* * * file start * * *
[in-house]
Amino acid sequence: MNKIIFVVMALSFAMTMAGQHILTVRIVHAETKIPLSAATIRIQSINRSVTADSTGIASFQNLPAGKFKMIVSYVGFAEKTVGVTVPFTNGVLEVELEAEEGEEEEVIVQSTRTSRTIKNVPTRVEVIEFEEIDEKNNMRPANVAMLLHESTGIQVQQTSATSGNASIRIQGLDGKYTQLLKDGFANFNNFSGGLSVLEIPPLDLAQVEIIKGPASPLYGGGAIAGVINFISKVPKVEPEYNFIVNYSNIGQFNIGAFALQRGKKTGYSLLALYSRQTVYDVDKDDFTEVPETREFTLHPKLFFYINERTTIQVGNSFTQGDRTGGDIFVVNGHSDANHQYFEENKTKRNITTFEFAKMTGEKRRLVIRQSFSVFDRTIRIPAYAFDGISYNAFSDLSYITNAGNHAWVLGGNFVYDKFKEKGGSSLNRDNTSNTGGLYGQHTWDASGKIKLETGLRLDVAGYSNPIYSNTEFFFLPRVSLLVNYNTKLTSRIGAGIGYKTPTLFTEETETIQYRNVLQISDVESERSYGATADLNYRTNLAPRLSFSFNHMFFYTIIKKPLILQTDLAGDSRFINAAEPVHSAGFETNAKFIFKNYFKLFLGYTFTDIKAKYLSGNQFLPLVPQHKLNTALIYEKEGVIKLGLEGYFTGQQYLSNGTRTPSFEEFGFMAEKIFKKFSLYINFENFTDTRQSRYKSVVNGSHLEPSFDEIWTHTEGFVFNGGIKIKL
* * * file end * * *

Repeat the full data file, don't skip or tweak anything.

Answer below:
[in-house]
Amino acid sequence: MNKIIFVVMALSFAMTMAGQHILTVRIVHAETKIPLSAATIRIQSINRSVTADSTGIASFQNLPAGKFKMIVSYVGFAEKTVGVTVPFTNGVLEVELEAEEGEEEEVIVQSTRTSRTIKNVPTRVEVIEFEEIDEKNNMRPANVAMLLHESTGIQVQQTSATSGNASIRIQGLDGKYTQLLKDGFANFNNFSGGLSVLEIPPLDLAQVEIIKGPASPLYGGGAIAGVINFISKVPKVEPEYNFIVNYSNIGQFNIGAFALQRGKKTGYSLLALYSRQTVYDVDKDDFTEVPETREFTLHPKLFFYINERTTIQVGNSFTQGDRTGGDIFVVNGHSDANHQYFEENKTKRNITTFEFAKMTGEKRRLVIRQSFSVFDRTIRIPAYAFDGISYNAFSDLSYITNAGNHAWVLGGNFVYDKFKEKGGSSLNRDNTSNTGGLYGQHTWDASGKIKLETGLRLDVAGYSNPIYSNTEFFFLPRVSLLVNYNTKLTSRIGAGIGYKTPTLFTEETETIQYRNVLQISDVESERSYGATADLNYRTNLAPRLSFSFNHMFFYTIIKKPLILQTDLAGDSRFINAAEPVHSAGFETNAKFIFKNYFKLFLGYTFTDIKAKYLSGNQFLPLVPQHKLNTALIYEKEGVIKLGLEGYFTGQQYLSNGTRTPSFEEFGFMAEKIFKKFSLYINFENFTDTRQSRYKSVVNGSHLEPSFDEIWTHTEGFVFNGGIKIKL